They have been boosting their internet operations but the growth online ad revenue isn’t anywhere what’s needed to offset the reduction in print. Last year, print advertising in U.S. newspapers totaled $8.2 billion, while the online operation was $750 million.

Don’t look for a lot of forced sales, as lenders know the newspapers’ value are low right now. This alone will keep them alive, despite the bleak outlook. Here in our sunshine state it was recently announced that our probable largest newspaper, The Miami Herald and its Spanish language publication El Nuevo Herald will see about 75 employees losing their jobs. The remaining fulltime staff will see salaries reduced. This is necessary, just like the rest of America’s newspapers, due to plunging advertising revenue.

Their pay cuts, which started in March 2009, will be five  percent for those making $25,000 to $50,000 a year and 10 percent for those earning more.

In addition, there will be one week of unpaid furloughs beginning this month.

These cuts were announced by the newspaper’s owner, McClatchy Company as well as the publisher, David Landsberg, as part of an effort to seek at least $110 million saving over the next year. McClatchy is dropping 1,600 jobs in downsizing its work force, nearly a third in less than a year. They are also using more freelancers instead of full-time reporters, leasing out one floor of the Herald’s building downtown and ceasing its international edition. Now if they will neuter their left wing version of the news, maybe they’ll survive!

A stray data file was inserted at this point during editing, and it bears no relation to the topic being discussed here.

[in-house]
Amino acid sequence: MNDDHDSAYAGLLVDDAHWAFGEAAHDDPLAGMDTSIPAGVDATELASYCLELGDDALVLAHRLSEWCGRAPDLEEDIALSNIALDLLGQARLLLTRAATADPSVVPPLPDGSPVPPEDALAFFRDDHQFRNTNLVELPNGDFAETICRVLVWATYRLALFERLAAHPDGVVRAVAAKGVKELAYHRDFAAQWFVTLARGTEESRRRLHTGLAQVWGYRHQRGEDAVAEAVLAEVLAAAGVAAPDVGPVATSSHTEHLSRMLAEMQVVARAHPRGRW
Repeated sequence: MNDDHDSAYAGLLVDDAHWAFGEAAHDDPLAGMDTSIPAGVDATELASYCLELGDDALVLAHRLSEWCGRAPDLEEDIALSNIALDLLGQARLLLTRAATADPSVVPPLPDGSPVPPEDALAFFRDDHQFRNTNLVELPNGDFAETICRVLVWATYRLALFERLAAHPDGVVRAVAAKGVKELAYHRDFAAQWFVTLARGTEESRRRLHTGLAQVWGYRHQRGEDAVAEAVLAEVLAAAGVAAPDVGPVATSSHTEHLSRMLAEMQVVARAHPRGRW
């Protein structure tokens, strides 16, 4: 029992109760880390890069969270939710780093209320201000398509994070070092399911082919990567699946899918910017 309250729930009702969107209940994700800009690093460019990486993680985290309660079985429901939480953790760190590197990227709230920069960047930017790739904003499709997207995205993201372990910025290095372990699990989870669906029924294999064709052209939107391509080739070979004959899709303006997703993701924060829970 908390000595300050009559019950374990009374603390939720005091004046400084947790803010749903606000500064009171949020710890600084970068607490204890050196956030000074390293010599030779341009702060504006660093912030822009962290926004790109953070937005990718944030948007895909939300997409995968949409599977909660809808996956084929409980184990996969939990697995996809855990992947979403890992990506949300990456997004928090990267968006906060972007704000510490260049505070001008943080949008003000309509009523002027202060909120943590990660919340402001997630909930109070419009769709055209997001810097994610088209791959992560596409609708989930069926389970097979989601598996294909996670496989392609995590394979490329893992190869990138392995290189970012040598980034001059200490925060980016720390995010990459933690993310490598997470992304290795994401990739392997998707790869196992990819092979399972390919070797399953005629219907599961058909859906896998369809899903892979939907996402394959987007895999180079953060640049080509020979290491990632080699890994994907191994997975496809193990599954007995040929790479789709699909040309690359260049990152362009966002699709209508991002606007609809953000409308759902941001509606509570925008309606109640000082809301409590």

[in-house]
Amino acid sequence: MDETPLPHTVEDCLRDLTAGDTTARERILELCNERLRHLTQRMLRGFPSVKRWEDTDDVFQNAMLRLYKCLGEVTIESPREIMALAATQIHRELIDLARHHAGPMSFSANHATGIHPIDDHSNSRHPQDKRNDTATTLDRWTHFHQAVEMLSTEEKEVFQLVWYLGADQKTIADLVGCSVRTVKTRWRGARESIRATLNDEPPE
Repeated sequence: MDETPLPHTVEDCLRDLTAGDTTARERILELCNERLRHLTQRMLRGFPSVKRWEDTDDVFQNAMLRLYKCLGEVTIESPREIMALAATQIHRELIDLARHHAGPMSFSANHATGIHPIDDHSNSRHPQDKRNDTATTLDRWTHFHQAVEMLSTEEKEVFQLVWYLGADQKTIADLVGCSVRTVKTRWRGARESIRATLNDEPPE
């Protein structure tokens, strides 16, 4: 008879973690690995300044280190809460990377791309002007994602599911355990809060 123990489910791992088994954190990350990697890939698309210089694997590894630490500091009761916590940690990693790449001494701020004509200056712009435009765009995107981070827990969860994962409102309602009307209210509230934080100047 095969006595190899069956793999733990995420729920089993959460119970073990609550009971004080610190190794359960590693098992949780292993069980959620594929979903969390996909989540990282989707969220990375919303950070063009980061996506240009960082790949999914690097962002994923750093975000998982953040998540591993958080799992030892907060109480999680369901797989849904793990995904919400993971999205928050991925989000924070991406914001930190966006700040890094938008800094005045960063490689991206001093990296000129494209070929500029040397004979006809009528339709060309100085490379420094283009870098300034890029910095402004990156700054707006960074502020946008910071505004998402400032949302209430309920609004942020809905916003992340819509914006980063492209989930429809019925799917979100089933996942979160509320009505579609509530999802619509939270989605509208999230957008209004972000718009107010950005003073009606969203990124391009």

It’s obvious to some that the main street news media especially should go back to reporting the news and quit trying to make it to fit their ideology or the government’s of how things should be or as they want it to be.

Americans do not want to become as European socialists are, unbeknown to most they are being led down the primrose path every day by the new administration for bigger government, more redistribution of our tax money, free medical care, college education to all, everyone gets a home. The list is endless – the last word will be loss of our everyday freedoms. Stay alert, Americans!

Will the newspapers’ problems be solved by “newspaper bailouts”?

In Connecticut, both the Republican Governor and the Democratic Attorney General are supporting a government intervention for failing local newspapers, the New Britain Herald and the Bristol Press and 11 weekly papers that face closure.

They are claiming the papers provide “essential services,” such as marriage notices and school sport announcements.”

Opponents say such things could just as easily be disseminated online. Others say to go back to “town criers” with public subsidies that seem to be bottomless for bailouts, if you listen to Paulson.

Reality tells us that the Bill of Rights says, “A free press is an essential part of democracy.”

How can we have that if it is leveraged with government funding? No way could the free press ever be able to criticize other corporate enterprises seeking local, state or federal financial help to keep them afloat in hard times. A press must be able to stand on its own two feet – period! If those in charge of “bailouts” will read the Constitution for a change before they try to do something, then the newspaper business should be left alone!

Robert E. Beckner lives in Majestic Oaks with his wife, Sarah. He is a retired private investigator and insurance adjuster. He has also been a photographer and served with the Military Police in the Marine Corps.